Aielo de Malferit
Aielo de Malferit is a municipality in the comarca of Vall d'Albaida in the Valencian Community, most famous for being the birthplace of Nino Bravo
Puçol is a Valencian municipality located in the region of the Horta Nord. It has 19,018 inhabitants, of whom 9,468 are men and 9,550 are women; the municipality borders El Puig Sagunt to the north. The town is located in the northernmost of the Horta of Valencia contact the Shire's Golf Morvedre, it extends from a mountainous area its westerly edge, passing a level strip, where the town is located, down to the flat and marshy coastal zone on the easterly edge. Puçol Los Monasterios Beach Alfinach Jaume I gave rise to the Asalit Gudal, who gave the 40 Christians to populate on 29 November 1242. In May 1243, it returned to the king to sell 18,000 salary; the king, in November that year, gave the village and place Puçol, delivering a half to the bishop and Cabildo Valencia and the other at the convent of Roncesvalles which bought part of his 9000 salary to the Cabildo 1244. The 1262 population is given a letter to 27 residents. In 1288 the bishop of Valencia, Romuald Peset, Puçol allocating income to the house of charity.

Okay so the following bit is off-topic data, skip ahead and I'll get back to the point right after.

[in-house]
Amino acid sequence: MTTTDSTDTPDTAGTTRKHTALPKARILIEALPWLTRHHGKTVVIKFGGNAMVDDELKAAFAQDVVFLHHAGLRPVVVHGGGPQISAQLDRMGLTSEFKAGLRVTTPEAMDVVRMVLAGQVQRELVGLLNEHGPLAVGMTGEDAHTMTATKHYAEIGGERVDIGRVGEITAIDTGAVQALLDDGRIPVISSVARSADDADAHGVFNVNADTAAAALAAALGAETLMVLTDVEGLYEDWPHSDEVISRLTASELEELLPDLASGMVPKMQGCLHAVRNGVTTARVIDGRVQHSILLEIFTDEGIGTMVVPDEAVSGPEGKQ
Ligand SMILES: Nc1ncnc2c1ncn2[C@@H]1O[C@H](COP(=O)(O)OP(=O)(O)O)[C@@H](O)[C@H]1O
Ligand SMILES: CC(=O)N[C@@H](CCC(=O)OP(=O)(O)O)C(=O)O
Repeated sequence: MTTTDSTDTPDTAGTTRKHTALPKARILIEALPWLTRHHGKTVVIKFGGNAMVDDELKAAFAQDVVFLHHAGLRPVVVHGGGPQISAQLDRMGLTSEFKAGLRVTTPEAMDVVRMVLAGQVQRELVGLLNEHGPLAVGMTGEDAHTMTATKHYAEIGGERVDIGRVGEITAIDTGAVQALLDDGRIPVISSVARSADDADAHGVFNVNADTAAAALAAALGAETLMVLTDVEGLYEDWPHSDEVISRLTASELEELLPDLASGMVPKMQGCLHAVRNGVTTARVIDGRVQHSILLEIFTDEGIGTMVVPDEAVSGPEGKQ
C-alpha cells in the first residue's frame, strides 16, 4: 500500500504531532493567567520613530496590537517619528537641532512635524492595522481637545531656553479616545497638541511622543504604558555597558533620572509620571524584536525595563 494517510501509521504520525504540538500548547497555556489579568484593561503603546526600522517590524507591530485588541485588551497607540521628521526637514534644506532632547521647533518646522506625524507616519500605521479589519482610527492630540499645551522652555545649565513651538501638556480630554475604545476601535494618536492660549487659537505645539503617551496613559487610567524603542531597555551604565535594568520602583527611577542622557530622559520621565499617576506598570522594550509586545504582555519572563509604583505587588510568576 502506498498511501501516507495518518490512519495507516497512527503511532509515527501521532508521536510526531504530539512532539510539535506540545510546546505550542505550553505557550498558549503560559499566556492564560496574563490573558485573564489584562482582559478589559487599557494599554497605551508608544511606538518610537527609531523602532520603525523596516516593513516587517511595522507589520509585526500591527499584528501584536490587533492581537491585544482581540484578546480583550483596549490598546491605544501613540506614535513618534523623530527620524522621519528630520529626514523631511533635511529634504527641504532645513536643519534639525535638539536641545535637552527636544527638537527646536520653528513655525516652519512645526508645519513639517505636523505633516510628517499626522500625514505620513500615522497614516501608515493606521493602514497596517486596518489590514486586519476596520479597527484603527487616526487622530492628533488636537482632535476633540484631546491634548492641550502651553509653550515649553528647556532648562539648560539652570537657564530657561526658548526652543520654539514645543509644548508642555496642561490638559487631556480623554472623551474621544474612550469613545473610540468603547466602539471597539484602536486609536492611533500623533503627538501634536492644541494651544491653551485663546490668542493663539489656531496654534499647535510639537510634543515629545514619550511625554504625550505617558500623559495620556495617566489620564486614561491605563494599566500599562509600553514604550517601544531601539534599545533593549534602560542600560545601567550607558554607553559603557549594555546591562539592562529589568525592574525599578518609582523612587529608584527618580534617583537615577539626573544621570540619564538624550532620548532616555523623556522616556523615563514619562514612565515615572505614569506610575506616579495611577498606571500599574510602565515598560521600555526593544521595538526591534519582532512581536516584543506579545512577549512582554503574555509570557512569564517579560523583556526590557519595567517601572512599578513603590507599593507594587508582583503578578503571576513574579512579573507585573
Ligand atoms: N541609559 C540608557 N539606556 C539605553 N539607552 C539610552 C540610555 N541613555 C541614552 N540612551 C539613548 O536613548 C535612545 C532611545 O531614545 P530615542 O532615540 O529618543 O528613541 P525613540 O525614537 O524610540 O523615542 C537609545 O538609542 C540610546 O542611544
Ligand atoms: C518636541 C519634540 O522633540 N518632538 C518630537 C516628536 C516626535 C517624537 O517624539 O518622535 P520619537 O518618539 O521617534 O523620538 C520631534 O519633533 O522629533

The 1317 the Archbishop of Valencia awarded letter Puzol population to 39 residents and their successors, giving three jovates irrigated land, besides orchards. In return the settlers to Mr. Deven between a seventh and a tenth of the fruits collected and some chickens, must pay a census, the fatigue lluisme. In the Valencian Parliament of Ferdinand II of Aragon, the ecclesiastical exemption requests for the University of Puçol tribute dinner, granted James I, but from the King Martin of Aragon sold demanding. In the Courts of Charles V in 1537 requested to pay franchise and other coronatge marriage and royal rights. In the 1522 requested that harmony is maintained Puçol gives the freedom to enter half the harvest of wine without paying Sisa. In 1604 is again asked to maintain the franchise to pay lleuda, tolls or any royal rights. In the Courts of 1626 exemption from the church asked to pay the stamp duty and repayment of two thousand pounds; the parish church dedicated to St. John Baptiste, was built in 1607, on another old 1359.